Rabbi Levi Brackman
In Judaism, when a man refuses to give his wife a religious divorce he is taking away her most basic human right – her freedom to live and be who she wants to be.
In my 14 years of practicing as a rabbi, I have been asked numerous times to offer counsel and support to couples in failing marriages.
Despite the fact that it takes two to tango, often the breakdown of a marriage is more the fault of one party than the other. Yet no matter how the marriage ends and who is at fault, if the husband does not actively agree to give a Get (Jewish religious divorce) immediately after the wife requests it, he is always in the wrong.
From a religious perspective, the Torah is very protective about the feelings and dignity of women – even more so than that of men. The Talmud warns men to never hurt their spouses’ feelings and/or cause them to weep. It cautions men to be exceedingly careful about their spouses’ dignity and honor (Baba Metzia, 59a) and to respect and honor them more than they honor themselves (Yevamot, 62b, Maimonides, Ishut, 15:19).
These guidelines are based on biblical sources and have been codified into Jewish Law. Furthermore the Talmud tells us that in matters of worldly and household affairs the women’s opinion takes precedence to that of the man’s (Baba Metzia, ibid).
Clearly, a man who refuses his wife’s request to give a religious bill of divorce for any period of time, after it is made clear that from her perspective the marriage is over, is contravening these extremely serious sections of Jewish law in the most grievous manner possible. But refusing to give a Get is also the mark of a man who lacks basic human empathy and common decency.
In civil divorces, either spouse has the right to file for divorce. Once the papers are filed, the process is set in motion and after all matters have been settled the divorce is finalized. Granted, this can take some time. But once one party files, the other has to go along with it.
In the case of a Get, it is entirely different. The wife has no ability to file. The best she can do is ask her husband to cooperate with a Jewish court or rabbi to have the Get written on his behalf and then handed over to her in front of witnesses.
Should he refuse, insisting instead that he would like to remain married, there is nothing she can do. She becomes an Agunah (chained woman) with no way of extracting herself from the man she no longer wants to be married to.
In Jewish Law, this means that she cannot remarry or have a serious relationship with another man. She remains stuck, unable to move on with her life. This is in contradistinction to the husband, who can still find ways to remarry should his wife refuse to accept a Get.
In addition, the religious sanctions the husband may face should he have a relationship with a woman other than his Get-refusing-wife are far less severe than those faced by a woman in the identical situation.
Thus, in Judaism, when a man refuses to give his wife a Get he is taking away her most basic human right – her freedom to live and be who she wants to be.
The moment the wife decides she no longer wants to be married to her husband, human empathy and common decency dictates that he must let her free. By finding excuses for not doing so, he is controlling her in a manner that contravenes every aspect of her basic human rights. There is only one apt description for that type of behavior – pure evil.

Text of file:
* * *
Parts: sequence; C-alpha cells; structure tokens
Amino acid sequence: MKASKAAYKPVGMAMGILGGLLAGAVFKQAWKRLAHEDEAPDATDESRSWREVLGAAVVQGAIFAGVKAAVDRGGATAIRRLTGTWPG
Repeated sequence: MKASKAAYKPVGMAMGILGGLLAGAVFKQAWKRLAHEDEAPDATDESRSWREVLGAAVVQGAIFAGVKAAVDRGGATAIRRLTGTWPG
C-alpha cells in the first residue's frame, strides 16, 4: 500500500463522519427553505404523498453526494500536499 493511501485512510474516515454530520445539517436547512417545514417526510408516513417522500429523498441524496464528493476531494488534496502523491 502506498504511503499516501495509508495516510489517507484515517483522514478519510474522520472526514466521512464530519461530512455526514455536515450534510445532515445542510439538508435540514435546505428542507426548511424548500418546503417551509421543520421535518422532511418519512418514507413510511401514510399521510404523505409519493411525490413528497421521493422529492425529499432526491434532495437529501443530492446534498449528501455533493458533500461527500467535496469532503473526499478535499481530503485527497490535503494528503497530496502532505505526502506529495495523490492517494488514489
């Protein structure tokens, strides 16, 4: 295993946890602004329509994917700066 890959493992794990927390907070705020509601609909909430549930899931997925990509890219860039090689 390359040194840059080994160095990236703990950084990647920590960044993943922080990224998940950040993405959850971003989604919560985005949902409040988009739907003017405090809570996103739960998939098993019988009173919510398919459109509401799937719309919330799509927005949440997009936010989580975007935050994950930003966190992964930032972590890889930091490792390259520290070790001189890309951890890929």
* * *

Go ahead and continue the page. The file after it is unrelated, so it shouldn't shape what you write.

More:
Some men hide behind Jewish Law as a reason not to give a Get. They argue that all aspects of the divorce need to be settled before they are halachically (according to Jewish law) allowed to give the Get. They then proceed to make any settlement as difficult as possible allowing them to continue their abusive and controlling behavior.
Tragically, there are some Jewish courts that allow men to behave this way. Happily, however, most of the larger reputable Jewish courts will not allow narcissistic men to use religion as a tool to further abuse and blackmail their wives.
The most obnoxious Get refusers, however, seem to avoid reputable Jewish courts. As pernicious are men who tell their wife who is desperate for a divorce that they “want to work on their marriage” and therefore won’t give a Get. Again, this ploy won’t work at most reputable Jewish courts.
In the final analysis, the refusal to give a Get by a husband, for any reason, will cause pain to his wife. Therefore, it is not only contrary to the spirit of Judaism; it contravenes the letter of the law as well.
But beyond that, it is a terrible desecration of G-d’s name because, in essence, it is just another example of the cynical use of religion to hurt and control another human being. Tragically, this is yet another case of women being especially disadvantaged in this regard.
Decent men and women must not be silent when they see religion being used to batter and abuse others. Saying that this is not my business or that I need to know the entire story before I can judge is not acceptable.
With regards to a Get, the man holds all the power and the women has none. Thus, the instant he refuses her request for a Get he is automatically in the wrong, no matter what the background story is or was.
Decent people everywhere, therefore, must speak out against such people to the degree that it becomes socially unacceptable not to immediately give a Get upon request.
As the halachic prenup, which ensures substantial monetary penalties for not giving a Get, becomes more popular, this problem will hopefully become a thing of the past.
But until that happens, there are still women who are chained and suffering, and it is up to you and me to do all we can to ensure that their evil tormentors do not get away with it.
Levi Brackman is a Rabbi and best-selling author.